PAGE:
I find it very curious how many people make comments on what firefighters and paramedics do or don't do when they are at work. They repeat stereotypes, base their comments on their kids fire station book maybe, I don't know. It's obvious to me many are clearly way off base. Simply because a firefighter is not actualy fighting fires the entire 56-72 hours a week they are working does not mean they are not doing other types of needed work and or required duties related to fighting fires, providing emergency medical care, fire inspections, equipment maint, etc. I don't base my opinions about what corporate lawyers do or don't do by some TV series I watch. Truth is I have no idea what they do for the most part. I'm fairly sure though they are not spending their majority of their working day in court or in a hearing arguing that their companies product or idea was stolen by another. I also don't think every county hospital trauma nurse spends his or her entire 12 hour shift in some car accident patients chest cavity. Both examples I'm sure are doing their jobs as required for success of their company and the patient.
I do know that almost every profession requires many many needed things to be done to allow them to do their job. The title of their position obviously does not mean they are spending the entire work day doing exactly what their listed job title is.
Fire Sprinklers are a great requirement, but Cities can't order that people install them in the thousands of older buildings that were built before they were required. They often times only control a fire, and not actualy extinguish a fire. Most fatal fires happen in residential fires, again. Cities cant make people install them in existing homes and few cities will mandate them in new homes, caving to political pressure from developers, real estate and building industry. Prevention is great and a key to actualy preventing fires before they occur but again, the PAFD Prevention Division saw many positions eliminated and or reduced through the years. This was also mentioned in the recent study as a problem. A healthy FD requires a system, prevention, education, training, operations, etc. It works together. The City of Palo Alto reduced the size of the FD for years, eliminated divisions and positions, etc. Then when their study comes back saying there are problems related to eliminated positions and programs that we cut they act all surprised? They don't hire enough people often times to keep up with units THE CITY ADDED and MANDATED and retirements, instead the CITY staffs multiple units with overtime instead of hiring people. Then the CITY is first to complain about the overtime budget and how much it costs. The news papers print salaries including overtime, even though it was the CITIES choice and call to not hire and instead mandate overtime! and who gets blamed? the firefighters. You never hear the CITY explaining it was the City Manager and or City Councils decision to staff units with overtime. Instead they make it seem the firefighters made choice. The Firefighters wouldnt be much of a headline for the bolgs if there was not overtime. The firefighters already work 56+ plus hour weeks BEFORE overtime. Any added overtime money is added work week hours. They also have families, kids, holidays, sporting events for their kids, school functions, etc they would like to take part in as well.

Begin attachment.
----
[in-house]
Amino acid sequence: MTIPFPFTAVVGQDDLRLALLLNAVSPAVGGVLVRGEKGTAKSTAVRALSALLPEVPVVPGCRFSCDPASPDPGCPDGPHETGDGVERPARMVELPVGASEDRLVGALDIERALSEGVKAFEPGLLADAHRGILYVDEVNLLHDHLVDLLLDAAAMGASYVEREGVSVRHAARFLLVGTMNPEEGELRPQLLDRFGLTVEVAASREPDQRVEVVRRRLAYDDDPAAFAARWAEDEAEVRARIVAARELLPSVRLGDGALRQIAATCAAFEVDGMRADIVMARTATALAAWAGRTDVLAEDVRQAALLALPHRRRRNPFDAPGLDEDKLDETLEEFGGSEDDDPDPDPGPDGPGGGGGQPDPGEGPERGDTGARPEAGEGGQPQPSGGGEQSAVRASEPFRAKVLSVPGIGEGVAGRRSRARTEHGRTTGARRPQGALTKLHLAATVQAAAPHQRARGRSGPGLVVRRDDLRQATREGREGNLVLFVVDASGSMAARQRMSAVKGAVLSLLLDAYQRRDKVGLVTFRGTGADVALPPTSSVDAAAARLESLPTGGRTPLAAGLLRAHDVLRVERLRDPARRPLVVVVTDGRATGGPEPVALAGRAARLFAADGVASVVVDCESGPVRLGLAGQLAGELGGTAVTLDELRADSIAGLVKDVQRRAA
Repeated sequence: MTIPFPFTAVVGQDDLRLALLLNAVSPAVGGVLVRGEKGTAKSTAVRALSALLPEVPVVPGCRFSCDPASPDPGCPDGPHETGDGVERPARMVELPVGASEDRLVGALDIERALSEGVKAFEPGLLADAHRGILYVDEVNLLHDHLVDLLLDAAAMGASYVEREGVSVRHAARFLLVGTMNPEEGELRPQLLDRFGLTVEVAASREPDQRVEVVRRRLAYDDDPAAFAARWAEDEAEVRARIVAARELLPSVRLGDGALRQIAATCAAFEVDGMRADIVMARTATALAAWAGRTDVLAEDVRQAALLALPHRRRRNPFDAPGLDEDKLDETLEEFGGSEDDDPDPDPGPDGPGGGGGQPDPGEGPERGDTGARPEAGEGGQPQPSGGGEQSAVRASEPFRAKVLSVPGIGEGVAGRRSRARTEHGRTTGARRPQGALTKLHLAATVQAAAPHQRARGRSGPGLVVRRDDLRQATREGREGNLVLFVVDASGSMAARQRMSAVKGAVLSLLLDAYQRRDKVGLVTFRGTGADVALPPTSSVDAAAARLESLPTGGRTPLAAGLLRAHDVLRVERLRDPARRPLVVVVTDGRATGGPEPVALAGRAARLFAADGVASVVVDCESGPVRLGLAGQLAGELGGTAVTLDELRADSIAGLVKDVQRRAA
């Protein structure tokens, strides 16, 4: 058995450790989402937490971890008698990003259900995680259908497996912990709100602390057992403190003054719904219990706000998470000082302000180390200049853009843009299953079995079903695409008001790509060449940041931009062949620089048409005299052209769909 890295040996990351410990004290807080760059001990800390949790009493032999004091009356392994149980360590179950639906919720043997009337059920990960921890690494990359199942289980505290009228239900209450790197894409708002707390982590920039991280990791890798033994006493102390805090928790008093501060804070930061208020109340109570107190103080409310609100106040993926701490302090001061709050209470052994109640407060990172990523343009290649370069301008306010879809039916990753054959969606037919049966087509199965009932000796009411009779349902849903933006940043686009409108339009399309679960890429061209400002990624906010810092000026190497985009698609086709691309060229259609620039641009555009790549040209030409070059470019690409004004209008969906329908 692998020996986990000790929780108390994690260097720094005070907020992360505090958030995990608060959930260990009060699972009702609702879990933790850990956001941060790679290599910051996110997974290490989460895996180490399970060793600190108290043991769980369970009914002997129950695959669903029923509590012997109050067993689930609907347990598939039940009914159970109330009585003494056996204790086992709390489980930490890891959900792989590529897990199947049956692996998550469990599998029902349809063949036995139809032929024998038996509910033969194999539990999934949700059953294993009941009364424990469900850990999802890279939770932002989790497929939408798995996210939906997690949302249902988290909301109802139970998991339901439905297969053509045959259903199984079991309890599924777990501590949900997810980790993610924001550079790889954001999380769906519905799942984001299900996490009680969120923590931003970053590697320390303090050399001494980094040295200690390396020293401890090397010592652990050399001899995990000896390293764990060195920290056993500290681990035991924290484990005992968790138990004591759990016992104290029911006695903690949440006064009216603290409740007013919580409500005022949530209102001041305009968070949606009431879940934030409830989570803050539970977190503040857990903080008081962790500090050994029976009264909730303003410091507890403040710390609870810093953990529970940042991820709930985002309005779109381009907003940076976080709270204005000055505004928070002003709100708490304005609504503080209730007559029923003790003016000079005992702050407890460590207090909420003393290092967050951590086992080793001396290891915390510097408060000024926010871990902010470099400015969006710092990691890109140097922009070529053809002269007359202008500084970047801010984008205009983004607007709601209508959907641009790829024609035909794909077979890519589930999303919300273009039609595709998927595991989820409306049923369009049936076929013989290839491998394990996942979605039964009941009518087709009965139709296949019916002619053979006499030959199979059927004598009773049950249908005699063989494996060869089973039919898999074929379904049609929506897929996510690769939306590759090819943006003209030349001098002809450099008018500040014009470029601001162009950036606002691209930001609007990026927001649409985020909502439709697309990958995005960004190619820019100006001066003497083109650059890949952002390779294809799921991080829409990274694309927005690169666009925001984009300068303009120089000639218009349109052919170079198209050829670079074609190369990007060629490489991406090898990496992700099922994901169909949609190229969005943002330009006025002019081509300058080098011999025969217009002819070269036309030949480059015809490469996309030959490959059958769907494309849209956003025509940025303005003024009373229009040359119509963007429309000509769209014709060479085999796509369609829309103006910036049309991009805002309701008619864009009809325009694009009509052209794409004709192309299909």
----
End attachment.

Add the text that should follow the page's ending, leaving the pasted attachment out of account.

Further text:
If Cities moved firefighters to 8-12 hour shifts the cities would actualy need to hire more employees to over the city 24/7 and allow for the employees to have days off. having firefighters work 24 shifts is a benefit for the city. If it wasnt does anyone really think cities wouldnt have changed it already?
Most firefighters hourly wage is not that high as many people may think, their yearly salary is good because they average ot to 56+ hour work weeks. Overtime earnings do not count towards retirement formulas and any overtime earnings at all mean the person worked over 60 hour weeks at least.
Instead the City and news papers would have you think all firefighters are working barely any days at all and making 150K a year. They only seem to mention money and benefits, never a word about the negatives related to the profession or the personal toll it takes on people after 30-40 years of 56 plus hour work weeks. How many people reading this are in their 40s and 50's still working weekends, holidays, 4th of July, Christmas? missing your childs school event, sporting event, family event, etc because your at work? Firefighters cant simply leave work for an hour or so for a family event. They often leave for work before anyone is awake at home and are gone until after 8:00 AM the next day, when kids are already off to school and spouse is off to work as well. 36-48 hours plus without actualy seeing your family is very common.
The fire service is a great profession, with great pay and benefits but there are also many not so great aspects to the job. The City and newspapers don't mention those facts.